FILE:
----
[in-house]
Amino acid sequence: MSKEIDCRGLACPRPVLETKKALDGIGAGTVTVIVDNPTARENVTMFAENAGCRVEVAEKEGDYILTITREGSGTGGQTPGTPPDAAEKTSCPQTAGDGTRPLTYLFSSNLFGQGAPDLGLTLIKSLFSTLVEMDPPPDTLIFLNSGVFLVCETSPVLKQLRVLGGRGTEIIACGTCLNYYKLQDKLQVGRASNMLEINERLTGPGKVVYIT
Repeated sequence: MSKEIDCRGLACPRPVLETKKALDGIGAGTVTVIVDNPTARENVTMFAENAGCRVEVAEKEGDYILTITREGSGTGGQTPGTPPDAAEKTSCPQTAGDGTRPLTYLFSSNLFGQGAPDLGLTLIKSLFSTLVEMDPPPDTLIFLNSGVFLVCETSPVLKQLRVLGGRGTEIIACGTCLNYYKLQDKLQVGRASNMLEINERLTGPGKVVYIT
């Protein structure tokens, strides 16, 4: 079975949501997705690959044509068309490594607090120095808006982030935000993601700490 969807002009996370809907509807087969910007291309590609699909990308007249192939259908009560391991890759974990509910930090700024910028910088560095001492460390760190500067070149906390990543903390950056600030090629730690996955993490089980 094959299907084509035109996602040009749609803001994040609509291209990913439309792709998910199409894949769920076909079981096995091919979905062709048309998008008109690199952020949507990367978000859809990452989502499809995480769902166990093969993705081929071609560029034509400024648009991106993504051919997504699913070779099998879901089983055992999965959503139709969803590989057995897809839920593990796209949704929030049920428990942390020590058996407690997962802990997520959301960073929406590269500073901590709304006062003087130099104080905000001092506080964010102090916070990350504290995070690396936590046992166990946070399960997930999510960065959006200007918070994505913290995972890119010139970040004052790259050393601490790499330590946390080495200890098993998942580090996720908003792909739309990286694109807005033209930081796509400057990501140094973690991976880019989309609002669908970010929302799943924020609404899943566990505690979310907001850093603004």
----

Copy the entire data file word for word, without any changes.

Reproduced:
[in-house]
Amino acid sequence: MSKEIDCRGLACPRPVLETKKALDGIGAGTVTVIVDNPTARENVTMFAENAGCRVEVAEKEGDYILTITREGSGTGGQTPGTPPDAAEKTSCPQTAGDGTRPLTYLFSSNLFGQGAPDLGLTLIKSLFSTLVEMDPPPDTLIFLNSGVFLVCETSPVLKQLRVLGGRGTEIIACGTCLNYYKLQDKLQVGRASNMLEINERLTGPGKVVYIT
Repeated sequence: MSKEIDCRGLACPRPVLETKKALDGIGAGTVTVIVDNPTARENVTMFAENAGCRVEVAEKEGDYILTITREGSGTGGQTPGTPPDAAEKTSCPQTAGDGTRPLTYLFSSNLFGQGAPDLGLTLIKSLFSTLVEMDPPPDTLIFLNSGVFLVCETSPVLKQLRVLGGRGTEIIACGTCLNYYKLQDKLQVGRASNMLEINERLTGPGKVVYIT
């Protein structure tokens, strides 16, 4: 079975949501997705690959044509068309490594607090120095808006982030935000993601700490 969807002009996370809907509807087969910007291309590609699909990308007249192939259908009560391991890759974990509910930090700024910028910088560095001492460390760190500067070149906390990543903390950056600030090629730690996955993490089980 094959299907084509035109996602040009749609803001994040609509291209990913439309792709998910199409894949769920076909079981096995091919979905062709048309998008008109690199952020949507990367978000859809990452989502499809995480769902166990093969993705081929071609560029034509400024648009991106993504051919997504699913070779099998879901089983055992999965959503139709969803590989057995897809839920593990796209949704929030049920428990942390020590058996407690997962802990997520959301960073929406590269500073901590709304006062003087130099104080905000001092506080964010102090916070990350504290995070690396936590046992166990946070399960997930999510960065959006200007918070994505913290995972890119010139970040004052790259050393601490790499330590946390080495200890098993998942580090996720908003792909739309990286694109807005033209930081796509400057990501140094973690991976880019989309609002669908970010929302799943924020609404899943566990505690979310907001850093603004």